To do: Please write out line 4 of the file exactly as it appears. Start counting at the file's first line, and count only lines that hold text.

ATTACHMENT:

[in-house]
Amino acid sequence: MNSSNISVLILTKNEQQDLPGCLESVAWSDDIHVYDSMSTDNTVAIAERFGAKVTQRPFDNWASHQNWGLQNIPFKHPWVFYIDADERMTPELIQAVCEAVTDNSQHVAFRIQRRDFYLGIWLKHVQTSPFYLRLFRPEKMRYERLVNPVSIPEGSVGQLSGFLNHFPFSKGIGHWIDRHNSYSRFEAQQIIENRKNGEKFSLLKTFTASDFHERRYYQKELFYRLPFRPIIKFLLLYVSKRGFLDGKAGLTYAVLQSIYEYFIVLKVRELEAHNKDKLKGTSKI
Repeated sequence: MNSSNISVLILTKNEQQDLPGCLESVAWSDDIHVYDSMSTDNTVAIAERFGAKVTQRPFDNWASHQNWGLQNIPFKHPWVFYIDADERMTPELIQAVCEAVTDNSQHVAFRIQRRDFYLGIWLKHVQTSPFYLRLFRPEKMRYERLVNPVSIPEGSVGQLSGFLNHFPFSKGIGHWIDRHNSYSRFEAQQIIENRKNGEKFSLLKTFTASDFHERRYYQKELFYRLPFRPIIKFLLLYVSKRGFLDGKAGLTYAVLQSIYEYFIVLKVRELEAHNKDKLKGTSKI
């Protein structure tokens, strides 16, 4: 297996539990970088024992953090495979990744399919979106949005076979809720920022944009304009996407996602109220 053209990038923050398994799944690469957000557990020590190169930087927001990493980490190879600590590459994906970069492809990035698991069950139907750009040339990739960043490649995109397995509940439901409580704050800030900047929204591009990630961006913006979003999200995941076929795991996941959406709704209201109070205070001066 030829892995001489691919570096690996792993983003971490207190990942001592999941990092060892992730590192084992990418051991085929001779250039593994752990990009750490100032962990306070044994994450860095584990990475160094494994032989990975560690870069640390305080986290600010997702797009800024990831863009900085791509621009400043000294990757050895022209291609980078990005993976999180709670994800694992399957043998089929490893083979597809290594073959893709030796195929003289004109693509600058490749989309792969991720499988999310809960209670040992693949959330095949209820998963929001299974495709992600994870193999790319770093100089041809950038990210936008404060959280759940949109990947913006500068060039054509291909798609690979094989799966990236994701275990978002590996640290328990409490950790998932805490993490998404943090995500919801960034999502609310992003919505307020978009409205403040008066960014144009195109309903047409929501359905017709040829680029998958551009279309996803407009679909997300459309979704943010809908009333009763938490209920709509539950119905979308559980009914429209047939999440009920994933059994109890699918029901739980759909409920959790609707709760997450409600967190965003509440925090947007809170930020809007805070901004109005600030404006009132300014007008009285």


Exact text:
């Protein structure tokens, strides 16, 4: 297996539990970088024992953090495979990744399919979106949005076979809720920022944009304009996407996602109220 053209990038923050398994799944690469957000557990020590190169930087927001990493980490190879600590590459994906970069492809990035698991069950139907750009040339990739960043490649995109397995509940439901409580704050800030900047929204591009990630961006913006979003999200995941076929795991996941959406709704209201109070205070001066 030829892995001489691919570096690996792993983003971490207190990942001592999941990092060892992730590192084992990418051991085929001779250039593994752990990009750490100032962990306070044994994450860095584990990475160094494994032989990975560690870069640390305080986290600010997702797009800024990831863009900085791509621009400043000294990757050895022209291609980078990005993976999180709670994800694992399957043998089929490893083979597809290594073959893709030796195929003289004109693509600058490749989309792969991720499988999310809960209670040992693949959330095949209820998963929001299974495709992600994870193999790319770093100089041809950038990210936008404060959280759940949109990947913006500068060039054509291909798609690979094989799966990236994701275990978002590996640290328990409490950790998932805490993490998404943090995500919801960034999502609310992003919505307020978009409205403040008066960014144009195109309903047409929501359905017709040829680029998958551009279309996803407009679909997300459309979704943010809908009333009763938490209920709509539950119905979308559980009914429209047939999440009920994933059994109890699918029901739980759909409920959790609707709760997450409600967190965003509440925090947007809170930020809007805070901004109005600030404006009132300014007008009285």